Resolved: The ills of individualism that grip the Catholic Church in America today are the fruit 19th century Americanism: the efforts of the American episcopacy to establish a new modus vivendi for Catholics, one which respected Catholic identity while also embracing the American approach to religion and religious liberty.
A few weeks ago in First Things, Elizabeth Scalia reviewed Russell Shaw’s new book, American Church: The Remarkable Rise, Meteoric Fall, and Uncertain Future of Catholicism in America. She writes:
Shaw notes that for a long while, this made sense, and politically, economically, and socially it carried Catholics far. Yet the early Americanization of the Church, writes Shaw, “included not just (as is commonly said) the idea that American-style separation of church and state supplied a model for adoption by the Church everywhere, but also a subjective, individualistic approach to Church doctrine and discipline widely present among American Catholics now.” (boldface added)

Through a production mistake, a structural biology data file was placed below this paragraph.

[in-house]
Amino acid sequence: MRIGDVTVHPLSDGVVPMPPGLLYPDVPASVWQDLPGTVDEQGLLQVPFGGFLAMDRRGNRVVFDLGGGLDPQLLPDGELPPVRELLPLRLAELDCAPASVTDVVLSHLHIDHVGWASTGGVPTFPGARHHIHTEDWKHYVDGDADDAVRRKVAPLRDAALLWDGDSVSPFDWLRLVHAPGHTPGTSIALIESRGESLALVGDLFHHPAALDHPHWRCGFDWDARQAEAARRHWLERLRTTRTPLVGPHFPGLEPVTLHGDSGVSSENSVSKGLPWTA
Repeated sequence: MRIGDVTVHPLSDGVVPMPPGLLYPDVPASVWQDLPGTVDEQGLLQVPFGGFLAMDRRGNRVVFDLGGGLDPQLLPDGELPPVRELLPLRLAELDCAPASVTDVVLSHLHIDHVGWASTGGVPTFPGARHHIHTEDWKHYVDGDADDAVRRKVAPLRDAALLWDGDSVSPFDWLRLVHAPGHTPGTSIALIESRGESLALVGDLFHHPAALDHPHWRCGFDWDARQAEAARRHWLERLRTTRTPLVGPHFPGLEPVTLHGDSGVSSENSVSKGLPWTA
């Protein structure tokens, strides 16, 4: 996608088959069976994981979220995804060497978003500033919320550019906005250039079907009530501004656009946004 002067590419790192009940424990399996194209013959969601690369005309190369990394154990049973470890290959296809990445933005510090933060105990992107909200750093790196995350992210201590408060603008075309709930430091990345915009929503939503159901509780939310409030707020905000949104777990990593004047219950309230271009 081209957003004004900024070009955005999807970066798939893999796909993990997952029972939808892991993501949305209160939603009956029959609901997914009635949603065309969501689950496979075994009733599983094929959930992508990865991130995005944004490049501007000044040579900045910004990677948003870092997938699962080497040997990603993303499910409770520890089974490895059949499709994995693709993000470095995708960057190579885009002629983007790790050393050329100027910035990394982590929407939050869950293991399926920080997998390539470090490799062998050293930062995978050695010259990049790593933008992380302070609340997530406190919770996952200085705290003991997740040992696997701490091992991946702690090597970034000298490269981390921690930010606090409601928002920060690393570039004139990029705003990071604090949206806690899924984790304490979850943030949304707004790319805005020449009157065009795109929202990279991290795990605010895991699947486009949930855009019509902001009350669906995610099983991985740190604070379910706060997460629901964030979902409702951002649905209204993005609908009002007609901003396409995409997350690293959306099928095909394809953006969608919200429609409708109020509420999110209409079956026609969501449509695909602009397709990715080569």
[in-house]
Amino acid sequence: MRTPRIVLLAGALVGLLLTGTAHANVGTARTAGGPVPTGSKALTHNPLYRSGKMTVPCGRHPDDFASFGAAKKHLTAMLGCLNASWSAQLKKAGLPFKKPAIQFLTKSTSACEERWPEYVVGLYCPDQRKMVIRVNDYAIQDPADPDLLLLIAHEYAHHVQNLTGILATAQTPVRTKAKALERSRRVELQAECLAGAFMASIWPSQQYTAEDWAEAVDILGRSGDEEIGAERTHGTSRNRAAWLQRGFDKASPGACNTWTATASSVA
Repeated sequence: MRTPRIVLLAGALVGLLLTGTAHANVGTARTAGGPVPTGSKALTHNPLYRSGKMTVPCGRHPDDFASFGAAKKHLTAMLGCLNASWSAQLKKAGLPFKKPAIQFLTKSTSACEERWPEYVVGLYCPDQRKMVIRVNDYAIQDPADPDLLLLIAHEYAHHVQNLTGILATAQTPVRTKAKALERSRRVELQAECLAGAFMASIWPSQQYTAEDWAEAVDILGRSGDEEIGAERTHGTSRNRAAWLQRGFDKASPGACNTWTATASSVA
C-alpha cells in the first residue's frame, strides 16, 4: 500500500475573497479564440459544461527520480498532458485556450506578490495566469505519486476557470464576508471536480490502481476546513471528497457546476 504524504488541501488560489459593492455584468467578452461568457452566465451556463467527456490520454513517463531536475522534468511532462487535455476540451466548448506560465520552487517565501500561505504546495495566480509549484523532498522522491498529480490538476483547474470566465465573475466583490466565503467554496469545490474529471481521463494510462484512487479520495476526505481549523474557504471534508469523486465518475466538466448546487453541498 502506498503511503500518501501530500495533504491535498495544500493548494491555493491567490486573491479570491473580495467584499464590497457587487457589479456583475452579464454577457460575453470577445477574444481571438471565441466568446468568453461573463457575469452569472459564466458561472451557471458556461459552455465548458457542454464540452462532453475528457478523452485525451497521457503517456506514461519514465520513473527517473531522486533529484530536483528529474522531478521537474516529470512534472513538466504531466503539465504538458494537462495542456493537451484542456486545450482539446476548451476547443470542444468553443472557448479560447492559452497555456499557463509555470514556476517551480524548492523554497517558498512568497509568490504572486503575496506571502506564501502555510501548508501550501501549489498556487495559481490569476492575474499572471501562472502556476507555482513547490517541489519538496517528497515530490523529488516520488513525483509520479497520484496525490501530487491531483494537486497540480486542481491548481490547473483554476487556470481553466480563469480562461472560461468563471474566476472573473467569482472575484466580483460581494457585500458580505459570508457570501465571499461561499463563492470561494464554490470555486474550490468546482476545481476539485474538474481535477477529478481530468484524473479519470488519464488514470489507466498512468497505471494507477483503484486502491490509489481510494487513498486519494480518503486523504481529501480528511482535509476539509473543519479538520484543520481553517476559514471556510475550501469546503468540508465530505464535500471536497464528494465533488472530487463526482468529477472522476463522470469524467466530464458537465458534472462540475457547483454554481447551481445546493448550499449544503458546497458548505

Scalia goes on to use this to explain the disappointment expressed by some people when Pope Francis reaffirmed the judgment against the LCWR and the negative reaction to the new missal.
I am not sure I buy this argument, but clearly there is some tension between being American and being Catholic. What say you?